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In some ways, the U.S. has done to executions and automated foreign assassinations what the supermarket has done to eating meat. We are distanced from the act so that we aren't overly burdened thinking about about what is done in our names, both as citizens and voters. Hence, we do not oppose something that we normally would, were we only more aware of it.



In some ways it's a bit more dramatic than that.

Oklahoma's being sued by the ACLU and newspapers because the state restricted the press's access to what was happening during Claton Lockett's botched execution:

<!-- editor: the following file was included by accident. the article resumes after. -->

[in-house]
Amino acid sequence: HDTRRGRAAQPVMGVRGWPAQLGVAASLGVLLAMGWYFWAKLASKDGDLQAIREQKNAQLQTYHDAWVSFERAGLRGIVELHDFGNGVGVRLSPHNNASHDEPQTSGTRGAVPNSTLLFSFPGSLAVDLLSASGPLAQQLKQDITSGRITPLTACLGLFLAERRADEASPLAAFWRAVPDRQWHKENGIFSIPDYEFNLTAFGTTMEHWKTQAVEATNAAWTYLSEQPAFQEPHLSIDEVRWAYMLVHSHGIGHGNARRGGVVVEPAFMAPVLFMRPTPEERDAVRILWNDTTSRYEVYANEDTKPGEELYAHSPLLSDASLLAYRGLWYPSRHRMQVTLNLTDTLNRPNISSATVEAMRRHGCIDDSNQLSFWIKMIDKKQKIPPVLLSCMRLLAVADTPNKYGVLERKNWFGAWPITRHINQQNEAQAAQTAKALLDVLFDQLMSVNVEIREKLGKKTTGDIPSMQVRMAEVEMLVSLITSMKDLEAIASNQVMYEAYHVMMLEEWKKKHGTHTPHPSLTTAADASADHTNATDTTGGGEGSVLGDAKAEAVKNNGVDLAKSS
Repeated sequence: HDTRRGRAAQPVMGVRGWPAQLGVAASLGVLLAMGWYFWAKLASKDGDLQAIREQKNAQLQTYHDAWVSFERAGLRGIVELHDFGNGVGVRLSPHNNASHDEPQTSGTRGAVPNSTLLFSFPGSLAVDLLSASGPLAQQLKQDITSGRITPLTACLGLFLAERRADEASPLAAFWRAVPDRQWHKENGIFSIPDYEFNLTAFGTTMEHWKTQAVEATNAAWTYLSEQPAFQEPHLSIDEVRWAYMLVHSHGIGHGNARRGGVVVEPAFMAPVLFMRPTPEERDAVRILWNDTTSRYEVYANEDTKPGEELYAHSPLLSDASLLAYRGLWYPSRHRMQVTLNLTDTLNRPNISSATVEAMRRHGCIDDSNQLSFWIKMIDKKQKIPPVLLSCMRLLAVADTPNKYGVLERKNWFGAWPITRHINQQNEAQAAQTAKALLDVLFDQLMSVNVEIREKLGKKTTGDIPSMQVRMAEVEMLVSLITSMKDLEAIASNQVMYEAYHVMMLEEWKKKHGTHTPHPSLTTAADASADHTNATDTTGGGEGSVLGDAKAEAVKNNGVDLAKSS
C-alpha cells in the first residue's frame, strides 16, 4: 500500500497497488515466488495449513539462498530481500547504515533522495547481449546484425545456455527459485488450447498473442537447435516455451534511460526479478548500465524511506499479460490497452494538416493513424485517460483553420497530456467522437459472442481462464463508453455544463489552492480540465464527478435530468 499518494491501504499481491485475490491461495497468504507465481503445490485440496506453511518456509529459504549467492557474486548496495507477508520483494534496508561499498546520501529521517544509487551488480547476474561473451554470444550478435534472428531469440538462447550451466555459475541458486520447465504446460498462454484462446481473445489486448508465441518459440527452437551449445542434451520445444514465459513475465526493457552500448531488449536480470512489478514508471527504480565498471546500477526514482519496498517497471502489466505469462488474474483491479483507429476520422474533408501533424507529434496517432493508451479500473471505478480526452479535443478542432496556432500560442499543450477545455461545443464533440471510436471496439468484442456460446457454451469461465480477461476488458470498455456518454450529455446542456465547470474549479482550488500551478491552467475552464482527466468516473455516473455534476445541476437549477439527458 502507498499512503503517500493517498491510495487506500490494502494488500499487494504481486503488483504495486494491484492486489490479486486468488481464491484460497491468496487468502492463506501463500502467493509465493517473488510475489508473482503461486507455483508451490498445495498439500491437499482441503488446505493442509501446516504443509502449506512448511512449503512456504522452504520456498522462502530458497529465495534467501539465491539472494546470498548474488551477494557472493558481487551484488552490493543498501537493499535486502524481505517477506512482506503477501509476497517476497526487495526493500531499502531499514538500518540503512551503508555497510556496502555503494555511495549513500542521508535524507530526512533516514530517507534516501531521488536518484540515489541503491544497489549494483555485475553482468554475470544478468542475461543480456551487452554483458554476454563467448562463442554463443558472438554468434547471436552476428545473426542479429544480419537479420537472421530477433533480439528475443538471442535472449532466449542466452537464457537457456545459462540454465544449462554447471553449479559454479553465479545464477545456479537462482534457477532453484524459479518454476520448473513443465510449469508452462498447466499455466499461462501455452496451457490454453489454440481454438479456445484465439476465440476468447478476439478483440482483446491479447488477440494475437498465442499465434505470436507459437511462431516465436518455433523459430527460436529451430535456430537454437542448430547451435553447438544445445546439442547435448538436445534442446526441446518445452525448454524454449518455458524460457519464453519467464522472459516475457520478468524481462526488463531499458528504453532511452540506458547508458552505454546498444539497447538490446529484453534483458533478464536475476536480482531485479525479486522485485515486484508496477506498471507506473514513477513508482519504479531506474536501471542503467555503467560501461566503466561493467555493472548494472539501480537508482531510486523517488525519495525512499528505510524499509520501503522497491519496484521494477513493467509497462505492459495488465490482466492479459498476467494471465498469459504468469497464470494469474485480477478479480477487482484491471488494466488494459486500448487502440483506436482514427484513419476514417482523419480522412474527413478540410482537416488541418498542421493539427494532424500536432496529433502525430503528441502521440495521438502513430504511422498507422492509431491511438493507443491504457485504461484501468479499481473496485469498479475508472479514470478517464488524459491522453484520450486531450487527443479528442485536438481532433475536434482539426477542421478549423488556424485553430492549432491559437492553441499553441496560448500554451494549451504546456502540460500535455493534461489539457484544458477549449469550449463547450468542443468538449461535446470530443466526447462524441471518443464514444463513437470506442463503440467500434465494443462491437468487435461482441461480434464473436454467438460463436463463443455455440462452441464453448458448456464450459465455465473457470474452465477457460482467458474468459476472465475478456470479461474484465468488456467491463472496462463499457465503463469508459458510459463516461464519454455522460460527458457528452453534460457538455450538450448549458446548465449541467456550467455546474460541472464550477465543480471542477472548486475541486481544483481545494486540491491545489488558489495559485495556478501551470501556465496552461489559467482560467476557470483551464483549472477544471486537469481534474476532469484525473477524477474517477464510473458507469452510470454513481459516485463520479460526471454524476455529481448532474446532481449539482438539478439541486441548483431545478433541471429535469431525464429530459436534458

http://motherboard.vice.com/read/newspapers-are-suing-oklaho...

People sometimes forget that while the press is often accused of being lurid and prurient, they do actually serve a civic function. (Or really, the Press is an overly broad category, and there are good investigative journalists whom people throw under the bus because CNN is terrible)


I don't think so. You're dramatizing both situations, I assume based on personal bias.

The US executes about 40x people per year (with a brief higher spike in the late '90s and early '00s); in the 1980s it was maybe 15 to 20 per year.

Texas accounts for not quite half of that.

So remind me again how your statement is meaningful among a population of 317+ million in which the radical majority of Americans live in states that either have abolished executions or execute people very rarely.

How is that some kind of large scale desensitized system of execution? Where are the thousands of annual executions that would take place in such an actual case of desensitization?




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